Britain’s senior-most police officer apologised on Thursday after a serving Scotland Yard officer was sentenced to a whole life sentence without chance of parole for the brutal rape and murder of a female victim. Metropolitan Police Commissioner Cressida Dick said Wayne Couzens, who was found guilty of killing 33-year-old Sarah Everard, had “brought shame” on the police force by abusing his “position of trust”.
The Old Bailey court in London heard how Couzens, 48, used COVID-19 lockdown laws to wrongfully arrest Everard on her way back from a friend’s home in London in March, before handcuffing her and driving her off in his car. “I am absolutely horrified that this man used his position of trust to deceive and coerce Sarah and I know you all are too… what he did was unthinkable and appalling,” Cressida Dick read out in her statement after his sentencing.
“He has very considerably added to the sense of insecurity that many have in our cities, perhaps particularly women. I am absolutely sickened… this man has brought shame on the Met. We have been rocked, she said. “I recognise that a precious bond of trust has been damaged. I will do everything in my power to ensure we learn any lessons. There are no words that can fully express the fury and overwhelming sadness that we all feel about what happened to Sarah. I am so sorry,” she added.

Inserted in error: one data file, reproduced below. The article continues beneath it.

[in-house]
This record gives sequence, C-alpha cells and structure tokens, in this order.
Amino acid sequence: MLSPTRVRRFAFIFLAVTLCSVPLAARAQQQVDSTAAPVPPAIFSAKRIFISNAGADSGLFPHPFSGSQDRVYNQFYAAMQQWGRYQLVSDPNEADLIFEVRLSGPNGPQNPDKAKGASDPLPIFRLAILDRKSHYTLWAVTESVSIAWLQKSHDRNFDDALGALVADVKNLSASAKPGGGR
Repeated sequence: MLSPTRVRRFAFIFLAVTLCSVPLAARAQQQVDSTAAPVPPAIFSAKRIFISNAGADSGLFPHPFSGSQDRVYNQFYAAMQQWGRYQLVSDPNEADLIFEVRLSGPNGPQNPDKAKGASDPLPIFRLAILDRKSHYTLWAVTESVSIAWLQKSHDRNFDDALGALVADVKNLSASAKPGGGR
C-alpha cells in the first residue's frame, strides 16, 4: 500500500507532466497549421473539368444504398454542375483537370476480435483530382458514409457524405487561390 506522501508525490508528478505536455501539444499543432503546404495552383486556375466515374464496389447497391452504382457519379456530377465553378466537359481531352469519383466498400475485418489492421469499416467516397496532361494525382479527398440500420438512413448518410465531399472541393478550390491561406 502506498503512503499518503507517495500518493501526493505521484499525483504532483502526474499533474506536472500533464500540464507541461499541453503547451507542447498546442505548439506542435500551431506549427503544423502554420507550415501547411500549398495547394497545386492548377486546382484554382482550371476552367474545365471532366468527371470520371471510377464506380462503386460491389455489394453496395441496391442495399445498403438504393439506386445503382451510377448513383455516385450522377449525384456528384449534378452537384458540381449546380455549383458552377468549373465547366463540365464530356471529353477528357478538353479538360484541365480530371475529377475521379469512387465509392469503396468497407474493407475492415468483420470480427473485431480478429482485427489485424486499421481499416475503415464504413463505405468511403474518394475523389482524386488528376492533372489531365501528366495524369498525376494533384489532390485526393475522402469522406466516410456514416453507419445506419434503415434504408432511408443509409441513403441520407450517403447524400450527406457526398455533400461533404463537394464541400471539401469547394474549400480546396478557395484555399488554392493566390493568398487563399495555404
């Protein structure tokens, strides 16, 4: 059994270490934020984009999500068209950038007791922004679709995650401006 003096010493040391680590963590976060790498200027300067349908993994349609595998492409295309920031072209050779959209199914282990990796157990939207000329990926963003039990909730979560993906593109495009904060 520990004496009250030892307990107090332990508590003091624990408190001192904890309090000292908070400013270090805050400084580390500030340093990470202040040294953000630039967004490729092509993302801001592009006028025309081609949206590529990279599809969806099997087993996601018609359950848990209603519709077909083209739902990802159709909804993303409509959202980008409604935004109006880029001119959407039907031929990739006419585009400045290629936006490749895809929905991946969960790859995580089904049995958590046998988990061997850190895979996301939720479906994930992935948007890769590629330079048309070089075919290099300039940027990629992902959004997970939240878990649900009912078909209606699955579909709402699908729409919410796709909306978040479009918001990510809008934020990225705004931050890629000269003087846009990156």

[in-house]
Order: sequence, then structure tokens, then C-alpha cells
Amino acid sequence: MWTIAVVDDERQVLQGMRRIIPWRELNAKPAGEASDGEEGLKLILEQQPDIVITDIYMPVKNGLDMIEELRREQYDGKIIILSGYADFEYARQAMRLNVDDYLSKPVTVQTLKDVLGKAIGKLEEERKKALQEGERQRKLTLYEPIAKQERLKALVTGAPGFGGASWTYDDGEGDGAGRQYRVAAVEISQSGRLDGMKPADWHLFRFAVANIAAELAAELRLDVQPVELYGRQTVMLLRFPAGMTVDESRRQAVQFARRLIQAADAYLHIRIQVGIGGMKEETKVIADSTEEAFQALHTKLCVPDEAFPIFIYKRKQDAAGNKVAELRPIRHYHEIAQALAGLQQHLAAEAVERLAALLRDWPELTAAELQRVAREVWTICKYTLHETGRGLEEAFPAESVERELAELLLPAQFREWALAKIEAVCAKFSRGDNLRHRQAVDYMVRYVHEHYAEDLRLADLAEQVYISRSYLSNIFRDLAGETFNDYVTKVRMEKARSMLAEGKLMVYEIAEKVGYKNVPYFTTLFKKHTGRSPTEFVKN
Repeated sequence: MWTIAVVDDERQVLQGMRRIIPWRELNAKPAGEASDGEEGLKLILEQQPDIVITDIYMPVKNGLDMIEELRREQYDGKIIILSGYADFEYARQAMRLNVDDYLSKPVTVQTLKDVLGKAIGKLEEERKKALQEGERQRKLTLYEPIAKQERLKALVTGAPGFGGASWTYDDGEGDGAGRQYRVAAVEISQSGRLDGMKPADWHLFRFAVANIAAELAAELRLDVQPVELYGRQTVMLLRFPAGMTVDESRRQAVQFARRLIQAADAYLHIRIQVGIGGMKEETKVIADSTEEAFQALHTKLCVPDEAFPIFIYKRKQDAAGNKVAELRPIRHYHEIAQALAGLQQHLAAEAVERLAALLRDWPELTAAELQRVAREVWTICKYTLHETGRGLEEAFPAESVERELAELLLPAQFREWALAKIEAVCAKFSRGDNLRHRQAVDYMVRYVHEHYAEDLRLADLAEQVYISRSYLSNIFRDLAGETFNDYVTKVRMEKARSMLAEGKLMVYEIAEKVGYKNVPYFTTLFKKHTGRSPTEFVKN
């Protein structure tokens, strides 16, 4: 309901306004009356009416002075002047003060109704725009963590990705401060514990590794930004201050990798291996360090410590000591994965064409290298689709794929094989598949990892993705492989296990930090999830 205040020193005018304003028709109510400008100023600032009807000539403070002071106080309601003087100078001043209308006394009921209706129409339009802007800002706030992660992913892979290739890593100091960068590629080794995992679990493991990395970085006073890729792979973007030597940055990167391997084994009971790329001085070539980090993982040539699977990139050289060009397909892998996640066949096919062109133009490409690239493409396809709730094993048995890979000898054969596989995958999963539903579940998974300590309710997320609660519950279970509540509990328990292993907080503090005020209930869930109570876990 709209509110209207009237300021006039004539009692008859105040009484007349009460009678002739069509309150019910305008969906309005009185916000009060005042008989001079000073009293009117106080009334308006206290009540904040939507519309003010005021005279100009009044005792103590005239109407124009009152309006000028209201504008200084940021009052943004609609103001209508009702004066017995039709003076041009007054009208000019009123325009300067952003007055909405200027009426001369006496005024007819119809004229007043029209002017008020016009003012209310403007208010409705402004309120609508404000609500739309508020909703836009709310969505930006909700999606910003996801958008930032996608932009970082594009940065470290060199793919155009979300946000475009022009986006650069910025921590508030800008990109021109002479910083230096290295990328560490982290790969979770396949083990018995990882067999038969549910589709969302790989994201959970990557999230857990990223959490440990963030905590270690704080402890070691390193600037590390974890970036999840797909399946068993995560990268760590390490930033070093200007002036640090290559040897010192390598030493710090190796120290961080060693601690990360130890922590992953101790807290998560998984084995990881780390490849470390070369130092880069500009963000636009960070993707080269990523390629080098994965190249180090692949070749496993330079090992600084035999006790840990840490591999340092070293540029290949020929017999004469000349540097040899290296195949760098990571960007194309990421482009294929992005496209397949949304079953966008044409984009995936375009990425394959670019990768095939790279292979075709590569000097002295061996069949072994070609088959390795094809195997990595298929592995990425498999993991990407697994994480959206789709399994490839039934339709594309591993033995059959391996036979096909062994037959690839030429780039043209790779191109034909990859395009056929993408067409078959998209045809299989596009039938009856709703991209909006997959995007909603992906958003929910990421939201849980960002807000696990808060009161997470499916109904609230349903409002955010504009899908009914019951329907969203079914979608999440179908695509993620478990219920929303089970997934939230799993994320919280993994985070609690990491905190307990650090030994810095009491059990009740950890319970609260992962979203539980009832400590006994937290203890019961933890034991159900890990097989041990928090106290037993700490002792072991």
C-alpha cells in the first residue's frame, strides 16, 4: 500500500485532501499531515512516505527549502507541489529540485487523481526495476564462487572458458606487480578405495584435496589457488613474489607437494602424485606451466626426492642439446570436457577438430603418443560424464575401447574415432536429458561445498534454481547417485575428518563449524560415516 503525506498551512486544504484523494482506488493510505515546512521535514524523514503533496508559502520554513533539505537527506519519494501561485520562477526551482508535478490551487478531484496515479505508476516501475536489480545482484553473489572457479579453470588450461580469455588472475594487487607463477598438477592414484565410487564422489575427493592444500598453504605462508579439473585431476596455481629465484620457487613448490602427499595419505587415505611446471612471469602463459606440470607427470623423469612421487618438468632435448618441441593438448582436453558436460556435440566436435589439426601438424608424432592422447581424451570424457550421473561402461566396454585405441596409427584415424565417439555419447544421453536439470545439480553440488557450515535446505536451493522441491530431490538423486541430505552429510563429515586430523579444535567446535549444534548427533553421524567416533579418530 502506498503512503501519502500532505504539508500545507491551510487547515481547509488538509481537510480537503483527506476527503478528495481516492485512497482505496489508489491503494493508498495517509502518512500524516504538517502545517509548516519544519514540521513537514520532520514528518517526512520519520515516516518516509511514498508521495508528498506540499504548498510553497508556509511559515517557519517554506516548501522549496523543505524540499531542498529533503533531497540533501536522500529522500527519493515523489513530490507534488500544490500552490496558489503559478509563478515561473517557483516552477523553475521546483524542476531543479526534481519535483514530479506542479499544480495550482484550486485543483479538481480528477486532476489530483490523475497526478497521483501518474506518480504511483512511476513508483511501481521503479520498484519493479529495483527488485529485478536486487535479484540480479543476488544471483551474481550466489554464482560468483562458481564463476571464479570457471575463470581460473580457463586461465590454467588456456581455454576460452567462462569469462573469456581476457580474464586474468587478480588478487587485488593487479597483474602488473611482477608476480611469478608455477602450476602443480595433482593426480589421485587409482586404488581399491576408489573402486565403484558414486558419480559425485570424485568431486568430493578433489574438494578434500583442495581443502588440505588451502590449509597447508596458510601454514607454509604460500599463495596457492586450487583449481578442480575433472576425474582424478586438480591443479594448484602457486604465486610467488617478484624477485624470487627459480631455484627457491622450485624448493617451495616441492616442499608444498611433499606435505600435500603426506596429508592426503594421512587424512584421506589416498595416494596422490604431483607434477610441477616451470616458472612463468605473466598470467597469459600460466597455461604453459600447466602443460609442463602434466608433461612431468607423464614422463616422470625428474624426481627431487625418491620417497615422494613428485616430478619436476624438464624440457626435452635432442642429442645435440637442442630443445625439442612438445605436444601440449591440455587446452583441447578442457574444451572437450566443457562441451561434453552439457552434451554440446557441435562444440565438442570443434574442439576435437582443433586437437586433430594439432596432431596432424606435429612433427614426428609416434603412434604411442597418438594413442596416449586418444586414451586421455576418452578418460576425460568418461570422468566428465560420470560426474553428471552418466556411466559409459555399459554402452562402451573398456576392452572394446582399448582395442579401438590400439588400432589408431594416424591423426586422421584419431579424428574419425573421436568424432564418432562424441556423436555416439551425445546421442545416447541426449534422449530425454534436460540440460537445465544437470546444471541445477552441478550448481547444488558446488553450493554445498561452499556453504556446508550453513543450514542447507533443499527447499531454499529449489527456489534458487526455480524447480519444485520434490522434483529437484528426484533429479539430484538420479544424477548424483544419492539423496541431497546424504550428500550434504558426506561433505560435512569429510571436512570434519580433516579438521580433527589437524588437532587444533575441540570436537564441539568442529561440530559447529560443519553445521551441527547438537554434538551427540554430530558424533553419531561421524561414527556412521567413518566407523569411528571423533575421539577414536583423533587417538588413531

British Prime Minister Boris Johnson said he was “sickened” by the details that emerged during sentencing. “Our police are there to protect us and I know that officers will share in our shock and devastation at the total betrayal of this duty. People must be able to walk on our streets without fear of harm and with full confidence that the police are there to keep them safe,” he said.
UK Home Secretary Priti Patel also described the crimes as “sickening”, adding: It is right that he has been given a whole-life tariff and with that he can never walk the streets of our country again. Asked to comment on some Opposition demands for Met Police chief Cressida Dick to resign, Patel said: I will continue to work with the Metropolitan Police and the commissioner to hold them to account as everybody would expect me to do, and I will continue to do that.
During the sentencing of Couzens, the judge said the case was “devastating, tragic and wholly brutal” and categorised its seriousness as “exceptionally high”. “Notwithstanding your guilty pleas, therefore, I have seen no evidence of genuine contrition on your part, as opposed to evident self-pity and attempts by you to avoid or minimise the proper consequences of what you have done,” Lord Justice Fulford said.
Everard’s family said they were relieved by the fact that Couzens would die in jail. The young marketing executive had been strangled with Couzens’ police-issue belt in March this year. The court heard how Couzens, who was married with two children, then burned her body in a refrigerator in an area of woodland. The case had triggered a massive public outcry in the UK with the government stepping in to pledge greater action on acts of violence against women.